FFXIV: The Road Back

Catgirl with an axe has no time for your crap.

So I’ve been back on FFXIV for long enough that I actually had to give them money to keep playing, and I gave them money so I guess that means that I’m having a good time.

I spent the first couple of days being completely lost, of course.  Thankfully, your character in this game can take on any job and I had never played a rogue so I was able to start from level one as a rogue to kind of figure out what I was doing.

Then I leveled all of my combat jobs up to a certain point so I could clear all of the low level gear out of my bank, and did a lot of googling to find out what the non-gear junk was used for and deleted or sold a lot of it… and in the process, I found that I pretty much had my feet under me and I could try to play of my higher level jobs.

Embarrassingly, it turns out that I am pretty awful at playing the White Mage job that was previously my highest-level job, so I need a lot of practice there to actually keep the bars full.

One other benefit of going through all of the jobs and playing them out of the lower levels is that I got to see all of the different job storylines, some of which were quite good.  I particularly enjoyed the “Pugilist” story, because I absolutely loved the central character.

We’re all there with you, Hamon.

But let’s make this less about me and move on to some of the changes that they’ve made to the game that make it a lot more friendly as a newbie or a returner, because I am really impressed with how accessible they have tried to make things.

Starting with: Hall of the Novice.


Apparently this is a feature that was added in early 2016, and it’s absolutely brilliant.  You choose a role (healer / tank / dps) and are given a set of simple exercises to follow, like getting out of AE damaging effects or tanking multiple opponents at once, and passing these exercises gives you a set of pretty decent level 15 gear that also LOOKS nice so you can use it as cosmetic armor at higher levels.  I don’t know if Square-Enix was the first MMO publisher to come up with this sort of tutorial, but I can’t give them enough credit for it.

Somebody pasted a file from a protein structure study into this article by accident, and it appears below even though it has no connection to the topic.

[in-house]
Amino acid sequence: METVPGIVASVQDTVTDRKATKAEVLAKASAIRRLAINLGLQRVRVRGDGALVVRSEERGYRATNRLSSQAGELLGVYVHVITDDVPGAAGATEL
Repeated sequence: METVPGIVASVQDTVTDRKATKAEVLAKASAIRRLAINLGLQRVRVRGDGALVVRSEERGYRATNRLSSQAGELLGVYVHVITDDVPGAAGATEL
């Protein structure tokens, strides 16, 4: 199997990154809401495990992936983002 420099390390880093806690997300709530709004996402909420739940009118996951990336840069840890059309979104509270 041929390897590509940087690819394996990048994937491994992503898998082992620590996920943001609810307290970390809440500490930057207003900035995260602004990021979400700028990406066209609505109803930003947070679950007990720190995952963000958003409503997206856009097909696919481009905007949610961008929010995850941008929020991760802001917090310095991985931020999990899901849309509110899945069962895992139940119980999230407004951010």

Also new since the last time I played is the Squadron feature, which lets you recruit NPCs and build up a nice little stable of minions:

You can send your minions on missions to level them up, which gives you some rewards along the way.  It’s vaguely reminiscent of the garrison feature in WoW.

Most importantly, however, once your squadron reaches rank 2 (this takes 3 or 4 days of sending them on missions), you can undertake “command” missions, which spawn an instanced four-man dungeon that your character runs with three of your squadron members filling out the other roles in the group.  So, if you want to do dungeon content at your own pace or just don’t want to deal with other humans, this gives you a way to do some of that.

It doesn’t replace the dungeon content you need to go through for story purposes, but I have been enjoying it for the ability to poke around corners of dungeons that I never got to see before since the group always wanted to take the most efficient path to the final boss. My squadron members have no choice in the pace I am playing at. 🙂

Finally, the last thing I am going to gush about is how much effort FFXIV has put in to ensuring that older content stays sort of relevant.  While I have been leveling up jobs and re-learning the game, I’ve been doing a ton of low-level dungeon content, and I have never had a hard time finding a group – the instance finder scales players down to the level of the content they’re doing, but gives them rewards at the end based on their level.  So my level 20 character might be grouped with a level 70 character, but the level 70 character will be scaled down to my level and will get appropriately compensated for slumming with me at the end of the dungeon.

A lot of the original game’s story is locked between raids, as well, so there are incentives for high-level characters to re-run the old raids for the benefit of the newbies who are just seeing the content for the first time.  As a result, I’ve gotten to see a bunch of the game that was completely inaccessible to me when I was playing a few years ago.

Side anecdote:  For shorter queue times, I have generally been playing in the Warrior role, which is a tanking spec.  Most of the time, this means that I am just standing next to the REAL tank and getting carried through by the level 70 pro who has done this content a thousand times.

Most of the time.

The other night, however, I queued into one of these legacy raids, the whole raid trotted up to the first batch of enemies, and… everyone just stood there.  Like, there were 24 people in the raid, and 21 of them were staring at the three people who had signed up to tank and wondering when one of us was going to get on with it.

After about a minute, I YOLOed and charged into the mobs, which was the cue for the healers to start healing and the deeps to start slamming their faces into their keyboards, and we wound up clearing everything without too many setbacks.  It was at once a proud moment and a I Have No Idea What I Am Doing And Everyone Is Watching Me Do It moment.

So yeah.  That was pretty good times.

Thankfully the next legacy raid was back to me standing next to the person who knew what they were doing, though.

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